We can be very selective on situations which we compare ourselves with, and which we try to learn from. Addressed to evangelical Christians but adaptable to any Christian group, "Lessons from Rwanda – Biblical reflections for the church in Northern Ireland" is a very interesting new resource from Thrive in association with Contemporary Christianity. There is a 24 page booklet as part of the resource package looking at the relevance of the Rwandan experience for Northern Ireland in terms of forgiveness, justice, reconciliation and repentance. Contact Thrive Ireland at 241 Newtownards Road, Belfast BT4 1Af, ph 028 90730068 / mobile 077-49056403. E-mail and Contemporary Christianity is at

Chelsea Manning release celebrations
Plans are afoot to celebrate Chelsea Manning's release in Ireland, both during the period of the Afri Famine Walk in Co Mayo on 20th May (see first news item) and the following day, Sunday 21st May from 5pm – 8.30pm at the Teacher's Club in Dublin to stand in solidarity with Dave Donnellan and Colm Roddy over their Shannon action, to celebrate Chelsea's release, and to remember Chelsea's uncle Kevin Fox who died recently.  Some of Chelsea Manning's family from Wales will be present at the latter event. Contact for further details.

Tools for Solidarity Benefit Gig, Belfast
Tools for Solidarity in Belfast has its Annual Tribute to Bob Marley on Friday May 5th featuring Terri Hooley and guest DJs in the Pavilion Bar, Ormeau Road, Belfast. Admission £5 with proceeds going to Tools for Solidarity.

Fracking ban progresses in Republic
The Oireachtas Joint Committee on Communications, Climate Action and Environment has published a report on its scrutiny of the Prohibition of the Exploration and Extraction of Onshore Petroleum Bill 2016 (fracking ban). The Joint Committee is broadly in favour of passing the bill as it stands, with minor revisions. The bill will now progress to the Select Committee on Communications, Climate Action and Environment, where it is expected to be discussed in May. See Shale Gas Bulletin for 15th April 2017 and Environmental Pillar

Support the soil
The Environmental Pillar has launched a new social media campaign - #Selfie4Soil - to boost public awareness of the People4Soil campaign. The Environmental Pillar - a coalition of 26 national environmental NGOs - is leading the Irish branch of the campaign, calling on the European Commission to pass a Soil Directive. Unlike air and water which benefit from European directives, no such safeguards exist to protect soils from pollution and mismanagement. The Pillar is asking people to sign a European Citizen's Initiative petition, with 8,000 signatures required in Ireland for the petition to pass.

Wholly Inadequate: National Mitigation Plan
The Irish Government's long overdue draft National Mitigation Plan is almost wholly inadequate to meet the climate challenges ahead, according to Ireland's leading environmental organisations. The Environmental Pillar, together with Stop Climate Chaos, has outlined its findings on the draft Plan in a submission sent as part of a public consultation which has now closed. Ireland may soon become the first state to divest from fossil fuels and join a small list of progressive nations to ban fracking, while the signing of the Climate Action and Low Carbon Development Act in late 2015 was a positive step forward. ""This progress is to be lauded; however, it will all be for nothing if we move forward with the current draft Plan as it largely fails to meet obligations set in the Climate Act, the Paris Agreement and EU targets, and will leave us facing alarming emissions increases up to, and beyond, 2050.......the Plan fails to adequately address key emissions drivers, namely agriculture, energy production and transport." 21 recommendations to ensure a revised plan is fit for purpose are included.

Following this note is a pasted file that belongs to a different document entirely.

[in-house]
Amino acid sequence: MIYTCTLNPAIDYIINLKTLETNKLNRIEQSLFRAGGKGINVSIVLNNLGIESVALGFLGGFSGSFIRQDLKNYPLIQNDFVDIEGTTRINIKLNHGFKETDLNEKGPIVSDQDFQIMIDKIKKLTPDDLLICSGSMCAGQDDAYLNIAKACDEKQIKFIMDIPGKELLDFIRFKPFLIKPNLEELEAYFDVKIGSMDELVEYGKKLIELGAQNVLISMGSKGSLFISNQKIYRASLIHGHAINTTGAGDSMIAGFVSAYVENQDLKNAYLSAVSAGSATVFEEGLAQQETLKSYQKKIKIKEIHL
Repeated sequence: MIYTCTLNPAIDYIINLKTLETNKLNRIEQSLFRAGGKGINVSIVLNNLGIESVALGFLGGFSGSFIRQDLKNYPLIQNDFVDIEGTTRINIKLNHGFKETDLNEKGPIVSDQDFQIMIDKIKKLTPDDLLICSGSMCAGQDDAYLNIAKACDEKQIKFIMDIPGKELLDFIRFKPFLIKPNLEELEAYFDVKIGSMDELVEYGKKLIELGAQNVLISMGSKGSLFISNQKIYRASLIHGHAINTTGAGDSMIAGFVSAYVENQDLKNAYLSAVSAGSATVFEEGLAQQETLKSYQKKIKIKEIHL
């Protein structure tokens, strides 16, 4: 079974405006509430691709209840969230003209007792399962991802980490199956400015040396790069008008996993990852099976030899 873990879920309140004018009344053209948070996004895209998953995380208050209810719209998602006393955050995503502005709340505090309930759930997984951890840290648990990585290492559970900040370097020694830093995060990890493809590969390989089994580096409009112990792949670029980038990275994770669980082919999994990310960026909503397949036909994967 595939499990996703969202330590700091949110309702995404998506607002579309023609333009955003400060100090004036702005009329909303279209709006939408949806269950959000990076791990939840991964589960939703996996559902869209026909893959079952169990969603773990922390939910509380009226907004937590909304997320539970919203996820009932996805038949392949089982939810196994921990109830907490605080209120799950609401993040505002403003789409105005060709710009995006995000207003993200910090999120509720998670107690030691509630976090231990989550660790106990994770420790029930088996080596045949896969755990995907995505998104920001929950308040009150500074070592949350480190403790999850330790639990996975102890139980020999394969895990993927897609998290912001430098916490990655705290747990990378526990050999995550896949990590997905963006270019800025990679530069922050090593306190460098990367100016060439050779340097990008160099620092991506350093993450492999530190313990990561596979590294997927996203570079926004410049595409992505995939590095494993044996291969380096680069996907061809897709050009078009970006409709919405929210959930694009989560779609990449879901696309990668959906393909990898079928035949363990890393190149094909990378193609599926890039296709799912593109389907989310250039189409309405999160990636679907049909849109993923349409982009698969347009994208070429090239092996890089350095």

Community Relations Week 2017
The theme for Community Relations and Cultural Awareness week in Northern Ireland this year is "Shared space, safe place" and will run from the 18th – 24th September. Details and entry form will be posted on the CRC website shortly

Stop NATO 2017
On May 24th and 25th, NATO leaders will be present in Brussels for an important NATO summit and for the inauguration of their new headquarters. Donald Trump, the President of the United States, has announced that many new billions will be spent on the military, and he urges Europe to do so too. The rise of defence budgets up to 2% of the Gross Domestic Product will undoubtedly be one of the most important topics at this summit meeting. In opposition to this there will be nonviolent direct action, a peace rally, peace camp etc. See for more details.

Not so thin air
As alarming evidence grows of the health damage caused by air pollution, Dublin Friends of the Earth has called on the Department of Environment and Climate Action to agree strong and decisive action in its first-ever proposed National Clean Air Strategy; "The Government has a duty of care to protect all of us, and especially the most vulnerable, including the very young and the elderly." The WHO estimates 1,500 premature deaths a year in Ireland due to air pollution. Ireland (Republic) has only 31 air monitoring stations compared to Scotland's 88, and no real time information displays for the public. Dublin FOE states the solutions are clear and simple including clean energy, adequate information, energy retrofits to homes and buildings, community energy schemes, and big investment in cycling and clean public transport. The Dublin Friends of the Earth Submission to Minister Naughten's consultation on air quality is online here.